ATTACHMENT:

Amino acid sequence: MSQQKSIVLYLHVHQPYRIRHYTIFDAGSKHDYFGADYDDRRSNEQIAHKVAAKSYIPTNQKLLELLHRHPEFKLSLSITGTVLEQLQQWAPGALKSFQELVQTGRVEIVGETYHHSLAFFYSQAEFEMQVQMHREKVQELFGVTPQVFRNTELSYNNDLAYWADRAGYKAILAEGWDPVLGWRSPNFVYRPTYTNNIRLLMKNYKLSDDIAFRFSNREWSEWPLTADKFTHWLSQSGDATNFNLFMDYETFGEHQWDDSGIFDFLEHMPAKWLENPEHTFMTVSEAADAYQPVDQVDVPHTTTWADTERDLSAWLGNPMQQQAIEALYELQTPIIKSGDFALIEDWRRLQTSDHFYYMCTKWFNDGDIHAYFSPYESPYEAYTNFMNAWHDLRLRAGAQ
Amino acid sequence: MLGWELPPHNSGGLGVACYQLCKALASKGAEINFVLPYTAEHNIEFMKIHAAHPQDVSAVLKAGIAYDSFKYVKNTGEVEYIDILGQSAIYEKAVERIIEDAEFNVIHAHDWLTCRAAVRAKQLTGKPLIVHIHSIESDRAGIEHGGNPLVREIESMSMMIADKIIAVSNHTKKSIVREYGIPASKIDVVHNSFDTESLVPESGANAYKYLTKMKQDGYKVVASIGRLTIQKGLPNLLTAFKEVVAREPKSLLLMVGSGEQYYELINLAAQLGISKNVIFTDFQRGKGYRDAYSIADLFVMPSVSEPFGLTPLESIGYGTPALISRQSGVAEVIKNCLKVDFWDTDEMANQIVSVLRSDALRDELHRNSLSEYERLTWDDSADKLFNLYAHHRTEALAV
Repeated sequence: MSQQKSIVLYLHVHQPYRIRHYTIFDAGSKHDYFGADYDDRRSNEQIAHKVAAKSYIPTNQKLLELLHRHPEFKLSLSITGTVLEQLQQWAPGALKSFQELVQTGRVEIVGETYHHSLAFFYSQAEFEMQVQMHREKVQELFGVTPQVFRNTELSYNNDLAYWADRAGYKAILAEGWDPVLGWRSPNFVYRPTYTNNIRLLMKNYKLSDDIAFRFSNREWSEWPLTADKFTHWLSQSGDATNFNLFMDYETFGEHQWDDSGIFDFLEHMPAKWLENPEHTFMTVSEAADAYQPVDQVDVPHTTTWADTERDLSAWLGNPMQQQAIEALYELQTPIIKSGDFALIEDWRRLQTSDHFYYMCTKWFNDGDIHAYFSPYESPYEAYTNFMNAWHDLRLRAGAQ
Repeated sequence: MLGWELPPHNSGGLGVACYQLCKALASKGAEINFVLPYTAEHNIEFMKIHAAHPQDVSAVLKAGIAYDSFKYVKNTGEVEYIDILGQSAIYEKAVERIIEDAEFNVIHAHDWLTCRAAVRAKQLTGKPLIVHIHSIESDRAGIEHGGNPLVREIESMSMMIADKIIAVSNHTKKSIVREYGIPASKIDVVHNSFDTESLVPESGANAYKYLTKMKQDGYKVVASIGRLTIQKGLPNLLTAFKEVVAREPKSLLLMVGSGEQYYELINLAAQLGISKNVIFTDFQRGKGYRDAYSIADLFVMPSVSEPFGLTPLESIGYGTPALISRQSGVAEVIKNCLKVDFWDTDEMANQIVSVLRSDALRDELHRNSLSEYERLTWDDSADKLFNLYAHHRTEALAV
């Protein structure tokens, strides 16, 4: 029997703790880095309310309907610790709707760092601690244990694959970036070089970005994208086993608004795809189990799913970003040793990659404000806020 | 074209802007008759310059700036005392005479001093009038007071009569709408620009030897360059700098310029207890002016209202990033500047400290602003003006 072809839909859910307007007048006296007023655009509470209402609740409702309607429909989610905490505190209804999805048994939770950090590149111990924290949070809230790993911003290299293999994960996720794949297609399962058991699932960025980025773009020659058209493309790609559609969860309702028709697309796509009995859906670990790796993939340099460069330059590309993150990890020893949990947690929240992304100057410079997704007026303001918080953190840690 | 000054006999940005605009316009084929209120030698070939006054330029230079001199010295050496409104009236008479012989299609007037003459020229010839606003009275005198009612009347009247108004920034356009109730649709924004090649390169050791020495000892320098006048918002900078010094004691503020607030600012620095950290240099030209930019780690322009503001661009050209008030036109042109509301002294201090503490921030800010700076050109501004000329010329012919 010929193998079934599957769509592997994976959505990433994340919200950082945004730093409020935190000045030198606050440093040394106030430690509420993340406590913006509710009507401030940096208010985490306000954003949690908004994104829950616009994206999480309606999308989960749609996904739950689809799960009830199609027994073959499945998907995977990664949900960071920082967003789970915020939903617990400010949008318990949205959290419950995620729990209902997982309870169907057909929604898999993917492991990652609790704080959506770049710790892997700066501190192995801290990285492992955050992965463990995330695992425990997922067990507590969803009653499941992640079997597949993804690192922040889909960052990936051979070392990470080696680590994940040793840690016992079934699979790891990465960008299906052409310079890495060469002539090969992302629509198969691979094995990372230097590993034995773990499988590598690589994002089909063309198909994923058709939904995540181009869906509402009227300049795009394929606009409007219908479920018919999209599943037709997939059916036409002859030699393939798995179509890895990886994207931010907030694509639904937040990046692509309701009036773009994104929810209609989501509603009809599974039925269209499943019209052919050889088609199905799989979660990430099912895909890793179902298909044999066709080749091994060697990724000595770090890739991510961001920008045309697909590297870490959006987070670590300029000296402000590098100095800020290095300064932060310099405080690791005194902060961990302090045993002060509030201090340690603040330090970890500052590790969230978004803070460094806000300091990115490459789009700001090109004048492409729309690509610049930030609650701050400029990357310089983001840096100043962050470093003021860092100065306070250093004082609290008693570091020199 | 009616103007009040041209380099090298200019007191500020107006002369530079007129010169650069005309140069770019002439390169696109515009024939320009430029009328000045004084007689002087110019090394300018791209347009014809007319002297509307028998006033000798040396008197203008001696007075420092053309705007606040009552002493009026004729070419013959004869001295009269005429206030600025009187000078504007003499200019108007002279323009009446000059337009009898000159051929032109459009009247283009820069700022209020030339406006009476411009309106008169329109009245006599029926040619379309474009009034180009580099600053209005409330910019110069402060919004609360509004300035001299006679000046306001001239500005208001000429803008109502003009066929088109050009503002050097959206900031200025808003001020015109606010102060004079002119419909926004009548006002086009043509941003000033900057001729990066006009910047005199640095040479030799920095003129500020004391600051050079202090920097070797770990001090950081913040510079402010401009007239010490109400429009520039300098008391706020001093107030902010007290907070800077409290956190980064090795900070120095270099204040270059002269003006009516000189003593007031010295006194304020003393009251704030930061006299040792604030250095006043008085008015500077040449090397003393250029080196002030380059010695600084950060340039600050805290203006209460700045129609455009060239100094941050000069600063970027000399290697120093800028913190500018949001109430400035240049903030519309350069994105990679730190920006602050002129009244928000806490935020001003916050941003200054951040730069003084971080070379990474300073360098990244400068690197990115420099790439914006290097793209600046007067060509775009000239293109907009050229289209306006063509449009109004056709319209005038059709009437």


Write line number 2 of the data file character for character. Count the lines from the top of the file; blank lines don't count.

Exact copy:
Amino acid sequence: MLGWELPPHNSGGLGVACYQLCKALASKGAEINFVLPYTAEHNIEFMKIHAAHPQDVSAVLKAGIAYDSFKYVKNTGEVEYIDILGQSAIYEKAVERIIEDAEFNVIHAHDWLTCRAAVRAKQLTGKPLIVHIHSIESDRAGIEHGGNPLVREIESMSMMIADKIIAVSNHTKKSIVREYGIPASKIDVVHNSFDTESLVPESGANAYKYLTKMKQDGYKVVASIGRLTIQKGLPNLLTAFKEVVAREPKSLLLMVGSGEQYYELINLAAQLGISKNVIFTDFQRGKGYRDAYSIADLFVMPSVSEPFGLTPLESIGYGTPALISRQSGVAEVIKNCLKVDFWDTDEMANQIVSVLRSDALRDELHRNSLSEYERLTWDDSADKLFNLYAHHRTEALAV